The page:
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Schomburg : the man who built a library
2017
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Author Notes
Carole Boston Weatherford is a New York Times best-selling author and poet. Her numerous books for children include the Coretta Scott King Author Award Honor Book Becoming Billie Holiday, illustrated by Floyd Cooper, and the Caldecott Honor Books Moses: When Harriet Tubman Led Her People to Freedom, illustrated by Kadir Nelson, and Voice of Freedom: Fannie Lou Hamer, Spirit of the Civil Rights Movement, illustrated by Ekua Holmes. Carole Boston Weatherford lives in Highpoint, North Carolina.<br> <br> Eric Velasquez is the illustrator of numerous books for children, including several previous collaborations with Carole Boston Weatherford. He won the John Steptoe New Talent Illustrator Award for his illustrations of The Piano Man, written by Debbi Chocolate. Eric Velasquez is also the author-illustrator of the Pura Belpré Illustrator Award-winning Grandma's Gift. Born in Harlem, he lives and works in Hartsdale, New York.
Fiction/Biography Profile
Genre
NonFiction
Juvenile
Topics
Respect
Multiculturalism
Books
African Americans
Cultures
Large Cover Image
Trade Reviews

  Publishers Weekly Review

In graceful free verse, Weatherford delivers a remarkable tribute to Arturo Schomburg, the Afro-Puerto Rican historian, collector, and activist who unearthed the hidden history and achievements of "Africa's sons and daughters." In addition to charting the path Schomburg's life took after emigrating to the U.S. from Puerto Rico, she gives ample attention to the knowledge he uncovered as he amassed books: "Schomburg chased the truth and turned up icons/ whose African heritage had been whitewashed," among them John James Audubon, Alexandre Dumas, and Alexander Pushkin, all of whom are captured with vibrancy and life in Velasquez's oil portraits. Schomburg's ambitions, scholarship, and accomplishments were tremendous-"There was no field of human endeavor/ that he did not till with his determined hand"-and Weatherford and Velasquez more than do justice to them. Ages 9-12. Agent: Rubin Pfeffer, Rubin Pfeffer Content. (Sept.) © Copyright PWxyz, LLC. All rights reserved.

  School Library Journal Review

Gr 3-6-Born in 1874, Afro-Puerto Rican Arturo Schomburg's sense of wonder was stoked early on by listening to el lector, who read aloud from newspapers and novels to the cigar workers Schomburg kept company. When a teacher asserted that "Africa's sons and daughters" had no history or heroes worth noting, it sparked Schomburg's lifelong quest to uncover his people's stories, "correcting history for generations to come." He immigrated to New York in 1891, and though stymied in his hopes to pursue higher education, began amassing a collection of Africana books and art. Through text and art, Weatherford and Velasquez craft a winning portrait of both collector and his collection. Oversize oil-on-watercolor paintings accompany each page of text: one arresting image finds young Schomburg immersed in a book, with a portrait of Benjamin Bannecker hanging above his shoulder. Velasquez captures Schomburg's proud bearing and intent focus. His research led to writers and poets, including Frederick Douglass and poet Phillis Wheatley; revolutionaries like Toussaint Louverture; and luminaries whose "African heritage had been whitewashed," including John James Audubon and Ludwig van Beethoven. By day, Schomburg worked as a mailroom clerk, but his collecting and scholarship introduced him to members of the Harlem Renaissance, such as Langston Hughes and Countee Cullen. Schomburg's collection was donated to the New York Public Library and now boasts over 10 million items. VERDICT This excellent work of history illuminates Schomburg and his legendary collection for a new generation-it belongs in all public and school libraries.-Marilyn Taniguchi, Beverly Hills Public Library, CA © Copyright 2017. Library Journals LLC, a wholly owned subsidiary of Media Source, Inc. No redistribution permitted.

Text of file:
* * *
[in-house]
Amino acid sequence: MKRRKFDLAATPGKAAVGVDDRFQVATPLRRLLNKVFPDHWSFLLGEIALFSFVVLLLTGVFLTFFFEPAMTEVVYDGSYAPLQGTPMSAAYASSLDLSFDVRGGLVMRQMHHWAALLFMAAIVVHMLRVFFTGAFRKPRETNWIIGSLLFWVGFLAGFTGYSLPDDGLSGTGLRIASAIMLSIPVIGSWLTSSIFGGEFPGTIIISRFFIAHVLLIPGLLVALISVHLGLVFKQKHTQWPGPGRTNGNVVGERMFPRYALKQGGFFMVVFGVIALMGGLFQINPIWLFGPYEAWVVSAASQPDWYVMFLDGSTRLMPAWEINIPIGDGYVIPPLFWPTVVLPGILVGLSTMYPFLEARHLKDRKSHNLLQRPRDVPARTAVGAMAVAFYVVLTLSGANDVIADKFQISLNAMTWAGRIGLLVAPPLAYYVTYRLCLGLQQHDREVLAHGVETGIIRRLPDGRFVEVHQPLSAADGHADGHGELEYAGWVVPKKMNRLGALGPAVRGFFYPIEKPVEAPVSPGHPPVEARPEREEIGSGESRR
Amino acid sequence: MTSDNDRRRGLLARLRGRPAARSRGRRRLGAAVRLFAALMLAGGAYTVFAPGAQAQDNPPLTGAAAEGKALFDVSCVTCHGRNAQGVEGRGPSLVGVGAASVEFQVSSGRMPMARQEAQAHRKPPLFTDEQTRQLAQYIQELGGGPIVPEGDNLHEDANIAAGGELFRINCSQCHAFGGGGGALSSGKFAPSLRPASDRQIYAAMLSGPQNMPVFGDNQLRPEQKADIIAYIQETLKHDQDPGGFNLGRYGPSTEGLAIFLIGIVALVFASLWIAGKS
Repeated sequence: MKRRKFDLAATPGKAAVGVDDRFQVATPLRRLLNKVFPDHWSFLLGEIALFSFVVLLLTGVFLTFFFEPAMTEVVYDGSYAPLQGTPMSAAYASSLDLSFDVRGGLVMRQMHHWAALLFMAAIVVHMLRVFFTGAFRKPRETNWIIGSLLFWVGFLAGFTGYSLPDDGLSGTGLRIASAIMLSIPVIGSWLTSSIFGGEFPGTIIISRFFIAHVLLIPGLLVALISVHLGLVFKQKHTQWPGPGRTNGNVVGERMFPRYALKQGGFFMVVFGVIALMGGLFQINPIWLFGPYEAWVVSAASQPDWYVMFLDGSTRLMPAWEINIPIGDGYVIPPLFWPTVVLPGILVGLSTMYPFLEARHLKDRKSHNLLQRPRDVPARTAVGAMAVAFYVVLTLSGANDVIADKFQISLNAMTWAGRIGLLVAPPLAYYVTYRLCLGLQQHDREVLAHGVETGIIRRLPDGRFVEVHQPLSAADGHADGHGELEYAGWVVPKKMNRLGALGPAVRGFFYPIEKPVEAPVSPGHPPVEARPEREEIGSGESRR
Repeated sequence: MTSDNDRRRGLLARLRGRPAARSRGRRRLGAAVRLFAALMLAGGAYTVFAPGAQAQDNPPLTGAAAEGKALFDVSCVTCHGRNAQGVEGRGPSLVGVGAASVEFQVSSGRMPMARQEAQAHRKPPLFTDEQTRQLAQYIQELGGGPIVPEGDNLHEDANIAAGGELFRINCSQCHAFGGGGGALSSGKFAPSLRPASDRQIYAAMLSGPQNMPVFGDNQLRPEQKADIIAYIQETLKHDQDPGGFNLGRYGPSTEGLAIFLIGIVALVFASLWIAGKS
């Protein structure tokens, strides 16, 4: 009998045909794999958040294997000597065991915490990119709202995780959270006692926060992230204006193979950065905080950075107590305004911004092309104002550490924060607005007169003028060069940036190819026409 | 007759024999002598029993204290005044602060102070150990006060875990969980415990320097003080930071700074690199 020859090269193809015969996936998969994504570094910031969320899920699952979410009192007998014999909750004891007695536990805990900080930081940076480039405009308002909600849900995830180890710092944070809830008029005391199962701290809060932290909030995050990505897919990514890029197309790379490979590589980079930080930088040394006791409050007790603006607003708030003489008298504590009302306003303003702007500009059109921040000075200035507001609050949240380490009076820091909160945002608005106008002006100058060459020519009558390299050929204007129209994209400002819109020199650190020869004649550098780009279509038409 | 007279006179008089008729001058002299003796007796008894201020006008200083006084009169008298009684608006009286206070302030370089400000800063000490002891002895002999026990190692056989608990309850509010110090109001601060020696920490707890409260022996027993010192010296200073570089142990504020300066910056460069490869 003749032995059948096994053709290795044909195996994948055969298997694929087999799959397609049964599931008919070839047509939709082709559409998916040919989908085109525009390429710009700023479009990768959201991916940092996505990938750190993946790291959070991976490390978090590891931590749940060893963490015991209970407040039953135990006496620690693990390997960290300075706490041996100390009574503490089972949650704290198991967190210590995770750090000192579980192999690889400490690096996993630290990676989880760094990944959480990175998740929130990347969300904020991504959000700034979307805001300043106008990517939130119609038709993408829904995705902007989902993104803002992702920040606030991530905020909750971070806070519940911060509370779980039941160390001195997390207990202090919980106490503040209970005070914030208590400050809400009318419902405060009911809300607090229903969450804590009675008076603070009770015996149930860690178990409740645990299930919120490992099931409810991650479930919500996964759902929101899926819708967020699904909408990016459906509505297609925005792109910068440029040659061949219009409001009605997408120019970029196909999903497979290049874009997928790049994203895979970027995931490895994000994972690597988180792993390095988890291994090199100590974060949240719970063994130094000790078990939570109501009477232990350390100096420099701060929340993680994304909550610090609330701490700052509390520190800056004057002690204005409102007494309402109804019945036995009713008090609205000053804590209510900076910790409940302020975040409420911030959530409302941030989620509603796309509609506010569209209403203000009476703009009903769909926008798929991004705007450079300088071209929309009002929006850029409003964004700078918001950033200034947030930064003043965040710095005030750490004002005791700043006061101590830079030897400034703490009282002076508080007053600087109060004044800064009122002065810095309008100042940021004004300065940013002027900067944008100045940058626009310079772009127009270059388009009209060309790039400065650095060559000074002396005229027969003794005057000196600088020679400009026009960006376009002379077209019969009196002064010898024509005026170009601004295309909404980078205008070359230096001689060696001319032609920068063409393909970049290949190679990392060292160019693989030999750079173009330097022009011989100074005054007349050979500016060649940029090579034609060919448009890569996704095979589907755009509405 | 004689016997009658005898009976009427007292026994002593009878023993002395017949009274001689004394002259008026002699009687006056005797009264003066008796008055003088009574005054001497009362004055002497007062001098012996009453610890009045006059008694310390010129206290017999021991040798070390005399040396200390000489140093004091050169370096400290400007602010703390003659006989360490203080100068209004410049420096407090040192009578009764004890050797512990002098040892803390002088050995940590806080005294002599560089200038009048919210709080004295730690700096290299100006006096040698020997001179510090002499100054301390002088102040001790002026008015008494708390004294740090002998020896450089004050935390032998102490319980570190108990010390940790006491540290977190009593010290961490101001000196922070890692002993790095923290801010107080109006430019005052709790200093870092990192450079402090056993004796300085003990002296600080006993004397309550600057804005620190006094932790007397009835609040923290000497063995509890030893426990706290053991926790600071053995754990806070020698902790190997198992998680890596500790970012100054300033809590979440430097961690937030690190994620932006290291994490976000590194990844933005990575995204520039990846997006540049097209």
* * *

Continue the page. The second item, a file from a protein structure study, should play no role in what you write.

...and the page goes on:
Summary
In luminous paintings and arresting poems, two of children's literature's top African-American scholars track Arturo Schomburg's quest to correct history. <br> <br> Where is our historian to give us our side? Arturo asked.<br> <br> Amid the scholars, poets, authors, and artists of the Harlem Renaissance stood an Afro-Puerto Rican named Arturo Schomburg. This law clerk's life's passion was to collect books, letters, music, and art from Africa and the African diaspora and bring to light the achievements of people of African descent through the ages. When Schomburg's collection became so big it began to overflow his house (and his wife threatened to mutiny), he turned to the New York Public Library, where he created and curated a collection that was the cornerstone of a new Negro Division. A century later, his groundbreaking collection, known as the Schomburg Center for Research in Black Culture, has become a beacon to scholars all over the world.
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